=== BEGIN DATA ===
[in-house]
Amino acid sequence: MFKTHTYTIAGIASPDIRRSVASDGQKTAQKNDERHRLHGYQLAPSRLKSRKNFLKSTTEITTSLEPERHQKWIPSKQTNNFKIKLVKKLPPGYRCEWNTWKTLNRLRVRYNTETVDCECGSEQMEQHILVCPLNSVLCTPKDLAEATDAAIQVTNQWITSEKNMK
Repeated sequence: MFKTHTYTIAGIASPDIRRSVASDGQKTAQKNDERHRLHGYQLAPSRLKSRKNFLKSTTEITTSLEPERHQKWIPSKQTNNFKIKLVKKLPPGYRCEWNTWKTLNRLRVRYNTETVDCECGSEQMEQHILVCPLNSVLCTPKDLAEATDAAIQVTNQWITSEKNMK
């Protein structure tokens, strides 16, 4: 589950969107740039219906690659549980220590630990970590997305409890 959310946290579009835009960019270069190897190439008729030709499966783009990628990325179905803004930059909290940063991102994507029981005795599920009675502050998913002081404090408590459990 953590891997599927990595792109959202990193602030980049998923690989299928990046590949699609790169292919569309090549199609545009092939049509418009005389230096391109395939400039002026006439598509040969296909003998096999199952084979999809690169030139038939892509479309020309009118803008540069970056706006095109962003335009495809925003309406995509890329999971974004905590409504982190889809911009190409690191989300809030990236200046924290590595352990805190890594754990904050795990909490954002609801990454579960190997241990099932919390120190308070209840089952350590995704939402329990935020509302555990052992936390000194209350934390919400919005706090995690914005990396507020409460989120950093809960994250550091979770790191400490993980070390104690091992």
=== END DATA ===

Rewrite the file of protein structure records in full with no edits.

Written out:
[in-house]
Amino acid sequence: MFKTHTYTIAGIASPDIRRSVASDGQKTAQKNDERHRLHGYQLAPSRLKSRKNFLKSTTEITTSLEPERHQKWIPSKQTNNFKIKLVKKLPPGYRCEWNTWKTLNRLRVRYNTETVDCECGSEQMEQHILVCPLNSVLCTPKDLAEATDAAIQVTNQWITSEKNMK
Repeated sequence: MFKTHTYTIAGIASPDIRRSVASDGQKTAQKNDERHRLHGYQLAPSRLKSRKNFLKSTTEITTSLEPERHQKWIPSKQTNNFKIKLVKKLPPGYRCEWNTWKTLNRLRVRYNTETVDCECGSEQMEQHILVCPLNSVLCTPKDLAEATDAAIQVTNQWITSEKNMK
């Protein structure tokens, strides 16, 4: 589950969107740039219906690659549980220590630990970590997305409890 959310946290579009835009960019270069190897190439008729030709499966783009990628990325179905803004930059909290940063991102994507029981005795599920009675502050998913002081404090408590459990 953590891997599927990595792109959202990193602030980049998923690989299928990046590949699609790169292919569309090549199609545009092939049509418009005389230096391109395939400039002026006439598509040969296909003998096999199952084979999809690169030139038939892509479309020309009118803008540069970056706006095109962003335009495809925003309406995509890329999971974004905590409504982190889809911009190409690191989300809030990236200046924290590595352990805190890594754990904050795990909490954002609801990454579960190997241990099932919390120190308070209840089952350590995704939402329990935020509302555990052992936390000194209350934390919400919005706090995690914005990396507020409460989120950093809960994250550091979770790191400490993980070390104690091992």